Geranium Seeds

Grow these popular garden staples from seed.



pelargonium seedlings in peat pellets, february

Photo by: Chris Burrows

Chris Burrows

Mature plants with bushy blooms may be what you envision when you think about fplanting geraniums in your yard. However, if you enjoy growing plants from seed you can start ivy or garden geraniums from seed and later transfer them into your beds or containers. You’ll not only be able to take pride in starting a garden from seed but also enjoy the bounty of their beauty around your garden. Here’s what you need to know to get started.  

Types of Seeds

As noted above, three types of geraniums—ivy, scented and garden or zonal — can be started from seeds found at local nurseries or through online seed retailers. If you aren’t familiar with these types of geraniums, common garden geraniums are characterized by upright, ball-shaped blooms in shades of red, white and pink; ivy geraniums have trailing leaves — much like that of ivy — and less pronounced blooms; and scented-leaf geraniums, as you may guess, are prized for their leaves which may have rose, citronella, mint or a number of other fragrances. 

Beyond their attractive leaves and flowering blooms in the summer, scented geraniums can serve a variety of purposes, making them all the more prized. For example, the mint and chocolate versions may be used in culinary creations where their oils are used to infuse flavor. Additionally, citronella scented-leaf geraniums have a lemon scent, and when the oil of its leaves are rubbed on the skin it can reduce the attractiveness of your flesh to mosquitoes. However, while the seeds of ivy and garden geraniums can be fairly easy to germinate, the fine dust-like seeds of the scented-leaf geranium can be difficult to get to the seedling stage, so they may be best purchased in a more mature state in order for them to thrive in your garden.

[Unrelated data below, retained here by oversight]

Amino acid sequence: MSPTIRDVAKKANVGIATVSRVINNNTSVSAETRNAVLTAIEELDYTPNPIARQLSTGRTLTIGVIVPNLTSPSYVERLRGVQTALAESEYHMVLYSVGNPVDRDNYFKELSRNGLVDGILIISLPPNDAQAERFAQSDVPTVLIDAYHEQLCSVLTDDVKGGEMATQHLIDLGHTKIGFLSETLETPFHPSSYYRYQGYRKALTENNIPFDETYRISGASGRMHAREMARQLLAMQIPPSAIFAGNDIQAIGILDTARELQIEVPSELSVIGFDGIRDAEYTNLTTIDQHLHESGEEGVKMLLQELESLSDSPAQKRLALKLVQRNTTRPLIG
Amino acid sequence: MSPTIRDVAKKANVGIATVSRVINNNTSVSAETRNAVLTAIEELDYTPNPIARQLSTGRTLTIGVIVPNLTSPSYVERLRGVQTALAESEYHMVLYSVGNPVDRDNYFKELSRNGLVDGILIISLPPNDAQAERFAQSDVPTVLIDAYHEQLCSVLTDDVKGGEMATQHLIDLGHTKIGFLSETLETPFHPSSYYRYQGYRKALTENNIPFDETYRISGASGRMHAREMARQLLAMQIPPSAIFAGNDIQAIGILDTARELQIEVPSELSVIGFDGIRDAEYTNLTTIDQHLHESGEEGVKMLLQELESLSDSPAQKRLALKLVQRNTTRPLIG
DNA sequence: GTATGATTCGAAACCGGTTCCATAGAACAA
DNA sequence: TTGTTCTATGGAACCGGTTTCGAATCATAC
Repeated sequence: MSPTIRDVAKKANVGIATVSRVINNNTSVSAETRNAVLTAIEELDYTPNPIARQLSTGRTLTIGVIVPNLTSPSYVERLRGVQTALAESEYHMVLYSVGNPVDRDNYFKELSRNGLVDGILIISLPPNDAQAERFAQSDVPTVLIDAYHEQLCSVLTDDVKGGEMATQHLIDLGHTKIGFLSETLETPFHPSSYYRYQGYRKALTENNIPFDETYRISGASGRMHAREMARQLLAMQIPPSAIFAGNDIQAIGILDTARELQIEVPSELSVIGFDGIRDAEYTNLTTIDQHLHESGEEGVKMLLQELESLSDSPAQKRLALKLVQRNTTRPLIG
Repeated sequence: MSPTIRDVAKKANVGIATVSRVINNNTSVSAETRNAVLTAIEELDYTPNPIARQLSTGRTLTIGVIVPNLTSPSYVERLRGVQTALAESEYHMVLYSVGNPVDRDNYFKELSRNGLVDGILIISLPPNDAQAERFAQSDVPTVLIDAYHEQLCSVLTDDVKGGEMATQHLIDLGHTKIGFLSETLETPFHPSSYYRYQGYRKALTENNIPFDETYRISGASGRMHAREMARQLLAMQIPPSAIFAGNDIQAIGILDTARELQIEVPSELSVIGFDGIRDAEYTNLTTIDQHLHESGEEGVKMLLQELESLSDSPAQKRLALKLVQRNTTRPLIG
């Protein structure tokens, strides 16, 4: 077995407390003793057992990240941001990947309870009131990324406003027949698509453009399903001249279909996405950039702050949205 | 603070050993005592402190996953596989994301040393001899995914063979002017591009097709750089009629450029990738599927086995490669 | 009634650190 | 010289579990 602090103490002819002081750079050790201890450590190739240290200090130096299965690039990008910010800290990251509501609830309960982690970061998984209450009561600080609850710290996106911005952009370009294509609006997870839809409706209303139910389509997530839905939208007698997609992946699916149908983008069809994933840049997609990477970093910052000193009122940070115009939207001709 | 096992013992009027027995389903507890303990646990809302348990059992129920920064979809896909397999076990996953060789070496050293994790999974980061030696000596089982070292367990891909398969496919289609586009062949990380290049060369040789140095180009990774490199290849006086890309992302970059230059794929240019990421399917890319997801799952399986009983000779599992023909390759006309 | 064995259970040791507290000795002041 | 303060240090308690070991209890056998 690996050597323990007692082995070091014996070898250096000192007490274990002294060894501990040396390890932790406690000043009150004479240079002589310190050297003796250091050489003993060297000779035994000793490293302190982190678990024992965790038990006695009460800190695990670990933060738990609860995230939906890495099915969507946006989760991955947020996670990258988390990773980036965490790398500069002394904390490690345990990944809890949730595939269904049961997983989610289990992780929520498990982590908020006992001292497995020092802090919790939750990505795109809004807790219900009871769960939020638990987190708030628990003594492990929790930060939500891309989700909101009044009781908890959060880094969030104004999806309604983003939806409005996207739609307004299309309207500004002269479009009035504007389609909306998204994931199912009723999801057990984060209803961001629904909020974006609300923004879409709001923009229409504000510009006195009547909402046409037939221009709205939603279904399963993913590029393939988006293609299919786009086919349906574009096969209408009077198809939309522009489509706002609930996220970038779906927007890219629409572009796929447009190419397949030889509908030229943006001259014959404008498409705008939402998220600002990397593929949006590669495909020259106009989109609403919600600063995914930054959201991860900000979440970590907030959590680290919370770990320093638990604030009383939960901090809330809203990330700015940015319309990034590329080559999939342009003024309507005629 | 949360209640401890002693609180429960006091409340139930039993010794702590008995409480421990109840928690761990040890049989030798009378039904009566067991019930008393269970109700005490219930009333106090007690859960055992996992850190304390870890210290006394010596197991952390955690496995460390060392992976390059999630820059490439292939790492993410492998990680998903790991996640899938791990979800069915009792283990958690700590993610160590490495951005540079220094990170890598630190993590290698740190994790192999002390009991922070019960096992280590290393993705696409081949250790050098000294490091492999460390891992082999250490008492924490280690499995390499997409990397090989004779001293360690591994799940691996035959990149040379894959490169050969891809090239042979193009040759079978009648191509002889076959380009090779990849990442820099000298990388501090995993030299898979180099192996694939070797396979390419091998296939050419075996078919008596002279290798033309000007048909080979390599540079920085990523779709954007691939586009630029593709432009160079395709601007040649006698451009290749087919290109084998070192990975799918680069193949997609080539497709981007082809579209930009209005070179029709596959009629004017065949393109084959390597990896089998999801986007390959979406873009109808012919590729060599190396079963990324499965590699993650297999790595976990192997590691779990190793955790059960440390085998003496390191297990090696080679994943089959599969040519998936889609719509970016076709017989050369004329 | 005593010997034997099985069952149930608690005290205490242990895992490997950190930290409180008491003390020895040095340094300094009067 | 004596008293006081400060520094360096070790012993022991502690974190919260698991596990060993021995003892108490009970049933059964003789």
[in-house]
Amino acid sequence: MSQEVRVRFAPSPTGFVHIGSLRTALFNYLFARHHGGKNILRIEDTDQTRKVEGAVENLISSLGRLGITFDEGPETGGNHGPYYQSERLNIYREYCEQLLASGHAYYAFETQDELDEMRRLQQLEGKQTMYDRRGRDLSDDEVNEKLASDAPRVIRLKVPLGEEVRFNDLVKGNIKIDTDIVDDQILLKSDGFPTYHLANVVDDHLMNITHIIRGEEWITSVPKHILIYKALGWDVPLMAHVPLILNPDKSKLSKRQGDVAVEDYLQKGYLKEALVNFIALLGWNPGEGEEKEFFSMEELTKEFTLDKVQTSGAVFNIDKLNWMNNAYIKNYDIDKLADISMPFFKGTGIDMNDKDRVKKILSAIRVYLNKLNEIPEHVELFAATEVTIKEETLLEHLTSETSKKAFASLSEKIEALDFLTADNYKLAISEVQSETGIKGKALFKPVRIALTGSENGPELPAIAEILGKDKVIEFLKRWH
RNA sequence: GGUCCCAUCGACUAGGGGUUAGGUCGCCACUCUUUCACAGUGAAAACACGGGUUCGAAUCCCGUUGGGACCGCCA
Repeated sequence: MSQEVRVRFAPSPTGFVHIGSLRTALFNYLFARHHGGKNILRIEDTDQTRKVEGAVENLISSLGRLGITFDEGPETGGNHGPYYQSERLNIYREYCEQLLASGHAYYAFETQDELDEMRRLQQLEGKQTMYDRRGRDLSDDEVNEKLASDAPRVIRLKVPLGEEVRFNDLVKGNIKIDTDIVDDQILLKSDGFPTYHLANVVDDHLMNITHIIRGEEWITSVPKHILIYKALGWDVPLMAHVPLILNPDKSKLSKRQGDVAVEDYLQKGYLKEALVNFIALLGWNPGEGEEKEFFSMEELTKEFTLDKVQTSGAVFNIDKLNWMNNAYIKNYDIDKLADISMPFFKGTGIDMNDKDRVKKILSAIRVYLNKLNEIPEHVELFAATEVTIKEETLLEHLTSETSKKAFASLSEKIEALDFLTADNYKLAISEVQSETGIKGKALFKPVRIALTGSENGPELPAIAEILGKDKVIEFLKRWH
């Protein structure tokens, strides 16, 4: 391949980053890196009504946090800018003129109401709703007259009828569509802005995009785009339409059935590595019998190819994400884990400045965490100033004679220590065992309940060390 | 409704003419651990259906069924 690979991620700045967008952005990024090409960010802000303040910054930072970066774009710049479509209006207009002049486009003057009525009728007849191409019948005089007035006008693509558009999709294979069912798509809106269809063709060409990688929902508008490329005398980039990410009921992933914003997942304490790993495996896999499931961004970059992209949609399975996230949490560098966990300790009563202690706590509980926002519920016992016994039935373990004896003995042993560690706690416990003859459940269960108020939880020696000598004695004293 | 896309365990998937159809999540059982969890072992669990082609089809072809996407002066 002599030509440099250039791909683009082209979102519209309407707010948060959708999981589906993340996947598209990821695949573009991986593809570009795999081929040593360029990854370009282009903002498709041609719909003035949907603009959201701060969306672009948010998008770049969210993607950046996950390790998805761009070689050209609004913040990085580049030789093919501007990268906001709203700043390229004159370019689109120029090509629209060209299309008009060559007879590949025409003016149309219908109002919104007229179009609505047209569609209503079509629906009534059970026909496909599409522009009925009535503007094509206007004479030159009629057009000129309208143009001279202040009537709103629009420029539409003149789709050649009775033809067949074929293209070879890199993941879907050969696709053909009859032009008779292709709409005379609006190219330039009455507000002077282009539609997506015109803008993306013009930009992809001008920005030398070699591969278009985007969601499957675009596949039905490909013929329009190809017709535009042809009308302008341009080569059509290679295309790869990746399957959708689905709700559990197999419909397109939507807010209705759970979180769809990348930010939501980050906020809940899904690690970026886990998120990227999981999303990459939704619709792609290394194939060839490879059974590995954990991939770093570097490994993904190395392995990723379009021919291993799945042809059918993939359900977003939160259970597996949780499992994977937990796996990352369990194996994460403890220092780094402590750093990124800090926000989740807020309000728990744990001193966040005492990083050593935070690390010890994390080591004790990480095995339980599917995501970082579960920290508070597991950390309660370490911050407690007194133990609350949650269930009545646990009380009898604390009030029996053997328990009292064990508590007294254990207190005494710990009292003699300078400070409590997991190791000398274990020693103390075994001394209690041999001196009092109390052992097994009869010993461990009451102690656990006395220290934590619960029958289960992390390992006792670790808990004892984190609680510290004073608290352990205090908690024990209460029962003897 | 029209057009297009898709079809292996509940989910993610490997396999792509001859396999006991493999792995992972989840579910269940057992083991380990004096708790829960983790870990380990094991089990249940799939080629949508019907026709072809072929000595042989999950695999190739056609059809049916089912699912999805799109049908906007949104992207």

Growing Geraniums from Seeds

For germination to occur, you’ll want to plant the seed in a small container and cover lightly with potting soil. Make sure the soil is moist but don’t overwater. Keep your container in a warm place, such as a sunroom or indoor area, that is approximately 70-75° F. In one to two weeks, you’ll begin to see shoots develop from the seed. As the shoots grow, continue to water and tend to them as needed. When the threat of a frost has passed and warmed days have arrived in your area, transfer your seedling outdoors and plant in the ground or in containers. In three to four months, you’ll have lush, blooming beauties thriving in your garden. 

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